Asymmetrical perception of changing intensity in short tonal stimuli: Duration of stimulus

Anthony Reinhardt-Rutland

    Research output: Contribution to journalArticle

    7 Citations (Scopus)

    Abstract

    A number of reports have suggested that changing intensity in short tonal stimuii is asymmetrically perceived. In particular, steady stimuli may be heard as growing louder; stimuli must decrease in intensity to be heard as steady in loudness. The influence of stimulus duration on this perceptual asymmetry was examined. Three participants heard diotic tonal stimuli of eight durations between 0.8 sand 2.5 s. Each stimulus increased, decreased, or remained steady in intensity; initial intensity was 40 dB SPL (sound pressure level relative to 0.0002 dynes/cm(2)), and carrier frequency was 1 kHz. Participants made forced binary responses of `'growing louder'' or `'growing softer'' to each stimulus. For each duration, that value of intensity change eliciting equal numbers of both responses was determined. The results indicated a pronounced perceptual asymmetry for 0.8-s stimuli, which diminished for longer stimuli, changing intensity in 2.5-s stimuli was perceived symmetrically. Additionally, sensitivity to changing intensity improved as stimulus duration increased, suggesting that responses may be based in part on the difference in intensity between the beginning and end of the stimulus. Possible ramifications of the asymmetry reside in (a) the percussive nature of many natural sounds and (b) selective responding to approaching sound sources.
    LanguageEnglish
    Pages115-122
    JournalJournal of General Psychology
    Volume123
    Issue number2
    Publication statusPublished - Apr 1996

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    title = "Asymmetrical perception of changing intensity in short tonal stimuli: Duration of stimulus",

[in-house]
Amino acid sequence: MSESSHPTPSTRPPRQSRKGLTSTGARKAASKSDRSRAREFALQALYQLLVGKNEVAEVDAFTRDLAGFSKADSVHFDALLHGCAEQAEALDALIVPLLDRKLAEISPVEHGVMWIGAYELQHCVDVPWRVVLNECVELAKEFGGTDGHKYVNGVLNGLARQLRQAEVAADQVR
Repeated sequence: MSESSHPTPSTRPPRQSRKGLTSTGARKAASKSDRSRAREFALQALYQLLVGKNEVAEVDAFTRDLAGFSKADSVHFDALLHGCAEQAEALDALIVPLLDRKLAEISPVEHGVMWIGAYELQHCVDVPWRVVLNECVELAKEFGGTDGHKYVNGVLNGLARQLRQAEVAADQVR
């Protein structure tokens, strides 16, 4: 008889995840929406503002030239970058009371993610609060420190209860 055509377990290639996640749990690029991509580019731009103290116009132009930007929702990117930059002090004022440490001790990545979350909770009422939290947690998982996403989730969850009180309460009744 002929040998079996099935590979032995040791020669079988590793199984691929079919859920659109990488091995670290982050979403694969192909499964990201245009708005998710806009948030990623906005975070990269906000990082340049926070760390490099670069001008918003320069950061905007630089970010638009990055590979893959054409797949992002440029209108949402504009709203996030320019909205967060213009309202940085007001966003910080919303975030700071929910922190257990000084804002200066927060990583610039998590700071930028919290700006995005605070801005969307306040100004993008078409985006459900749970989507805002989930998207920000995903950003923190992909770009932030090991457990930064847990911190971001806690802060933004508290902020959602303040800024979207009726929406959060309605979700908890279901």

abstract = "A number of reports have suggested that changing intensity in short tonal stimuii is asymmetrically perceived. In particular, steady stimuli may be heard as growing louder; stimuli must decrease in intensity to be heard as steady in loudness. The influence of stimulus duration on this perceptual asymmetry was examined. Three participants heard diotic tonal stimuli of eight durations between 0.8 sand 2.5 s. Each stimulus increased, decreased, or remained steady in intensity; initial intensity was 40 dB SPL (sound pressure level relative to 0.0002 dynes/cm(2)), and carrier frequency was 1 kHz. Participants made forced binary responses of `'growing louder'' or `'growing softer'' to each stimulus. For each duration, that value of intensity change eliciting equal numbers of both responses was determined. The results indicated a pronounced perceptual asymmetry for 0.8-s stimuli, which diminished for longer stimuli, changing intensity in 2.5-s stimuli was perceived symmetrically. Additionally, sensitivity to changing intensity improved as stimulus duration increased, suggesting that responses may be based in part on the difference in intensity between the beginning and end of the stimulus. Possible ramifications of the asymmetry reside in (a) the percussive nature of many natural sounds and (b) selective responding to approaching sound sources.",